Trademark Clash Unveiled: The Intricate Battle Between Serafin de Cuba and Fratello Cigars over ‘La Floridan’ and ‘La Floridana
Earlier this week, we published a story about a Trademark Clash: Serafin de Cuba Cigars Raises Concerns Over ‘La Floridan’ by Fratello Cigars. Unlike other publications, we did not blindly copy the claim that the trademark for La Floridan was cancelled on request of Serafin de Cuba. The USPTO website showed, and still shows, that the registration for La Floridan is live.
However, readers reached out to us, some even with a screenshot of a USPTO Letter of Suspension claiming that the letter is proof of cancellation of the trademark. Well, after further investigation it shows that it’s not true.
Letter of suspension
Simply put, a Letter of Suspension means that a trademark application has been put on hold for a particular reason. It’s not unusual to receive a Letter of Suspension from the United States Patent and Trademark Office (USPTO) a few months after filing a trademark application or a response to a trademark office action. A Letter of Suspension doesn’t affect the validity or viability of the trademark application. The trademark application remains active, live, and “in line,” but no further action will be taken on your application until the situation that occasioned the suspension is resolved. In other words, the trademark application just sits at the USPTO and nothing else happens until the examining attorney determines that removal of the application from suspension is appropriate. Sometimes, action on the application may only be suspended for a few months. But, in some cases, the application could be suspended for many years.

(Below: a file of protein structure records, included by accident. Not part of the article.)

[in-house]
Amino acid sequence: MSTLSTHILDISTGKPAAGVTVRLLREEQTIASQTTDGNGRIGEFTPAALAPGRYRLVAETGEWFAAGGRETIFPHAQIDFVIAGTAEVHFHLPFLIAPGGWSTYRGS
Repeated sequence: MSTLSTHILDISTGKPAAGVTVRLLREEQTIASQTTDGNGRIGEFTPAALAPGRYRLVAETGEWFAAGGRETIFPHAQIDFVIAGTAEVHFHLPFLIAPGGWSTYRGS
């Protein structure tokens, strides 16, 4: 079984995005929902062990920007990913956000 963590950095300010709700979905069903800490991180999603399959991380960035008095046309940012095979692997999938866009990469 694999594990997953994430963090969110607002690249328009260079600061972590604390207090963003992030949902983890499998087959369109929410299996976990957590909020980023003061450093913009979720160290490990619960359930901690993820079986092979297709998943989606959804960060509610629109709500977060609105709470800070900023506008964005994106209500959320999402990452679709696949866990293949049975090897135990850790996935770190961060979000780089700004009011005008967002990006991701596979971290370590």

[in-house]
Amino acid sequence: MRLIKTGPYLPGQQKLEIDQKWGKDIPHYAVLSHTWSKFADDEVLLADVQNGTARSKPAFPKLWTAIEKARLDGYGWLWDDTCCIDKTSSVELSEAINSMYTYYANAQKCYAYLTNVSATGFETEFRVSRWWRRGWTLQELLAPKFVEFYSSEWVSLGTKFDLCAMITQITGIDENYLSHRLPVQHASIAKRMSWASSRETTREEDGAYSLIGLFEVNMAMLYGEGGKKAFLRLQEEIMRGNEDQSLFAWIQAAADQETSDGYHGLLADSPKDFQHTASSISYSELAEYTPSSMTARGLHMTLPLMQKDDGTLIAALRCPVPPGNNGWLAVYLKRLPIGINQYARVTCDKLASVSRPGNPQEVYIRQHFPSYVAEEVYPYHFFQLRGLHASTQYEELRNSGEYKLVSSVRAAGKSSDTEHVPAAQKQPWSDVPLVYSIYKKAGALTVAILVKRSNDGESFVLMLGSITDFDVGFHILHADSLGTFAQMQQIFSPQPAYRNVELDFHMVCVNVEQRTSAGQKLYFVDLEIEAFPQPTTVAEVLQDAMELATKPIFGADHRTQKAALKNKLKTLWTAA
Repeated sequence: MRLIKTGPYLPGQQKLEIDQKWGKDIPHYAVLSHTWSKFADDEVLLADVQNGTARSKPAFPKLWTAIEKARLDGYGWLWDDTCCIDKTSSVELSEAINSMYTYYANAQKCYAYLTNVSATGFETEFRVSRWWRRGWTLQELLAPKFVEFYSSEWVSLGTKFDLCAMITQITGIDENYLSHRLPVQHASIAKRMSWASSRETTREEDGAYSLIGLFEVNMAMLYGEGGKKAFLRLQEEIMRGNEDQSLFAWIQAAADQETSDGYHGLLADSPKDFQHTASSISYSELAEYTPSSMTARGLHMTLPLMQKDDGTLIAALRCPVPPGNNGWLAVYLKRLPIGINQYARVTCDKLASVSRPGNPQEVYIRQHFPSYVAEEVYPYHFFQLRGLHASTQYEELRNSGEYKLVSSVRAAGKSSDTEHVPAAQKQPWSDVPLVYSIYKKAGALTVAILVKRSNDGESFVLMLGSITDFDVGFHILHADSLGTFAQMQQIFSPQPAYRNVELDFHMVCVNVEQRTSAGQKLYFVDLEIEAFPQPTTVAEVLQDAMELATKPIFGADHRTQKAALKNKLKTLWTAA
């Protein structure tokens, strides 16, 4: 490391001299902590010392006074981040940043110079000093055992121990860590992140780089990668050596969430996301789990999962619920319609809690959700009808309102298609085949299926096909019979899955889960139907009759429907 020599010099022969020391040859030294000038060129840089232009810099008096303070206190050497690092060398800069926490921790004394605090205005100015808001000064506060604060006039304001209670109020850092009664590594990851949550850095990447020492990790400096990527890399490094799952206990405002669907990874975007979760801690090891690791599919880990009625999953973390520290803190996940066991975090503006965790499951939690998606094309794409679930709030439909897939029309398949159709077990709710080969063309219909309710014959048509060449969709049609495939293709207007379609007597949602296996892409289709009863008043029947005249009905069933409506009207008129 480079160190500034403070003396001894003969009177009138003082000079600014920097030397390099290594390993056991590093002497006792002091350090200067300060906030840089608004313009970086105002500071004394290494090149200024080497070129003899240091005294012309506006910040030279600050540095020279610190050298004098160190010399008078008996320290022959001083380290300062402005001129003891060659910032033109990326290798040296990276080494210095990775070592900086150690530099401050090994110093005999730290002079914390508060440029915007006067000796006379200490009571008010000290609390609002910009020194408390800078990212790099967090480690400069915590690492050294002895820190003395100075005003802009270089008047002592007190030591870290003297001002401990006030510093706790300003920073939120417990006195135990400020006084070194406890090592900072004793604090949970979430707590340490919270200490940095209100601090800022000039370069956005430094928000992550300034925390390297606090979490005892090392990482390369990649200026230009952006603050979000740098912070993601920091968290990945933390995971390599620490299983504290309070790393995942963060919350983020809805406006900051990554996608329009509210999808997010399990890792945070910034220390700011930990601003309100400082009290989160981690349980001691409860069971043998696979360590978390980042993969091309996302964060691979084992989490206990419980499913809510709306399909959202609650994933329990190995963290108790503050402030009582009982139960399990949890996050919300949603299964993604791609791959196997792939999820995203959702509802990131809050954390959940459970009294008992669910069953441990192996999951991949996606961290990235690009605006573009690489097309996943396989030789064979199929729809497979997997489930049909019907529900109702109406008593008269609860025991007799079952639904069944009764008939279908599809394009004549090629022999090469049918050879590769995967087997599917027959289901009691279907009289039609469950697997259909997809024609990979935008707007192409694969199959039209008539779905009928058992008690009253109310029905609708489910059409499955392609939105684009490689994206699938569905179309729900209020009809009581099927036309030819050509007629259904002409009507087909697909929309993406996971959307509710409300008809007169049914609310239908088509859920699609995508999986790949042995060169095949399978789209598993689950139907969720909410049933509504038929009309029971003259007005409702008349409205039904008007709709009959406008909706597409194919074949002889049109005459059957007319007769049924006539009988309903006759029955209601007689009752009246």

So our claim that the trademark isn’t cancelled is correct. It’s suspended until the situation is resolved, yet it’s not cancelled. That might happen in the future, it might also not happen.
To give some clarity in this trademark battle, let’s recreate a timeline. Serafin de Cuba applied for a trademark for La Floridana on July 4th, 2022. Fratello followed two months later with an application for La Floridan. By that time, Serafin de Cuba had not released any cigar under La Floridana yet.
In October 2022, Fratello released La Floridan, Serafin de Cuba still hadn’t released La Floridana. La Floridana was released in July 2023 at the PCA Convention & Trade Show.
On august 8th of 2023, the trademark for La Floridana was approved, and according to Omar de Frias from Fratello cigars, it was that moment when Serafin de Cuba started mailing letters of cease and desist.
Both La Floridan and La Floridana are old brands, both originated in Tampa in the period of the late 1800s and early 1900s.
As you can see, this case is quite complicated. Yes, Serafin de Cuba applied for the La Floridana trademark two months earlier than Fratello applied for La Floridan. But Fratello released the cigars ten months earlier than Serafin de Cuba. Plus, both are resurrected brands from more than a century ago.
What we suggest is that Omar de Frias and Arnold Serafin meet in a cigar lounge somewhere, away from lawyers, smoke a cigar and come up with an amicable solution. May we suggest a La Floridan y La Floridana cigar sampler, sold by both to their accounts with parts of the proceeds donated to a charity?
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